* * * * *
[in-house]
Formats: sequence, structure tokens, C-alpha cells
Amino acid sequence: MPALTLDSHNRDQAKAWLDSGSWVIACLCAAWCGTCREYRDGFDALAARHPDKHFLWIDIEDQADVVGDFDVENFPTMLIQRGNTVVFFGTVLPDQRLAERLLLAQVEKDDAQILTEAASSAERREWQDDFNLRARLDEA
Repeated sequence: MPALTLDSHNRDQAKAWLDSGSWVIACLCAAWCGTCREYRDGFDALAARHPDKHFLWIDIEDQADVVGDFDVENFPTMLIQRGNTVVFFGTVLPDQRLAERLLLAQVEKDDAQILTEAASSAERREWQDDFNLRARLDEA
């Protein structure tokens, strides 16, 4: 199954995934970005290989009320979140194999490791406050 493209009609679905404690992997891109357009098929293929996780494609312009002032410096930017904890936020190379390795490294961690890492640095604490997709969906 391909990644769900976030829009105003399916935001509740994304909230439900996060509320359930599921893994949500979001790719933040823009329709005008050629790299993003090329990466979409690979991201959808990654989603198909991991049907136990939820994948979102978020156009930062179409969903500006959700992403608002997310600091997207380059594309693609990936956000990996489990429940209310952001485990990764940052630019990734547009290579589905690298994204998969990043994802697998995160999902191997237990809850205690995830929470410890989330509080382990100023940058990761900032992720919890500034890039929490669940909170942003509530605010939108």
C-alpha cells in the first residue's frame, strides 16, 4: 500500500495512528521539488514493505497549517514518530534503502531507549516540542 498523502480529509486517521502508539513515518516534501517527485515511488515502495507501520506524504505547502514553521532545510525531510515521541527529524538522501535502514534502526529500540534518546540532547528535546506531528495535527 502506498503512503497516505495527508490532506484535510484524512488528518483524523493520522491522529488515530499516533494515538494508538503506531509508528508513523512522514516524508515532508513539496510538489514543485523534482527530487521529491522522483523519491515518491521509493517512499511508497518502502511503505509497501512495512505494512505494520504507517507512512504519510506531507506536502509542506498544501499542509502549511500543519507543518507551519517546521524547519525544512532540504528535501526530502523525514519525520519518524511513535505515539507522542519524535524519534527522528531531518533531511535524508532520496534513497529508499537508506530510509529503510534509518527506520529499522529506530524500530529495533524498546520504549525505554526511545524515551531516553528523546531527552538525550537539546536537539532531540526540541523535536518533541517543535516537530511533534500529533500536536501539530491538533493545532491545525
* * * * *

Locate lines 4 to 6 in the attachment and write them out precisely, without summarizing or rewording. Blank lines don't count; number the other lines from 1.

Repeated sequence: MPALTLDSHNRDQAKAWLDSGSWVIACLCAAWCGTCREYRDGFDALAARHPDKHFLWIDIEDQADVVGDFDVENFPTMLIQRGNTVVFFGTVLPDQRLAERLLLAQVEKDDAQILTEAASSAERREWQDDFNLRARLDEA
């Protein structure tokens, strides 16, 4: 199954995934970005290989009320979140194999490791406050 493209009609679905404690992997891109357009098929293929996780494609312009002032410096930017904890936020190379390795490294961690890492640095604490997709969906 391909990644769900976030829009105003399916935001509740994304909230439900996060509320359930599921893994949500979001790719933040823009329709005008050629790299993003090329990466979409690979991201959808990654989603198909991991049907136990939820994948979102978020156009930062179409969903500006959700992403608002997310600091997207380059594309693609990936956000990996489990429940209310952001485990990764940052630019990734547009290579589905690298994204998969990043994802697998995160999902191997237990809850205690995830929470410890989330509080382990100023940058990761900032992720919890500034890039929490669940909170942003509530605010939108």
C-alpha cells in the first residue's frame, strides 16, 4: 500500500495512528521539488514493505497549517514518530534503502531507549516540542 498523502480529509486517521502508539513515518516534501517527485515511488515502495507501520506524504505547502514553521532545510525531510515521541527529524538522501535502514534502526529500540534518546540532547528535546506531528495535527 502506498503512503497516505495527508490532506484535510484524512488528518483524523493520522491522529488515530499516533494515538494508538503506531509508528508513523512522514516524508515532508513539496510538489514543485523534482527530487521529491522522483523519491515518491521509493517512499511508497518502502511503505509497501512495512505494512505494520504507517507512512504519510506531507506536502509542506498544501499542509502549511500543519507543518507551519517546521524547519525544512532540504528535501526530502523525514519525520519518524511513535505515539507522542519524535524519534527522528531531518533531511535524508532520496534513497529508499537508506530510509529503510534509518527506520529499522529506530524500530529495533524498546520504549525505554526511545524515551531516553528523546531527552538525550537539546536537539532531540526540541523535536518533541517543535516537530511533534500529533500536536501539530491538533493545532491545525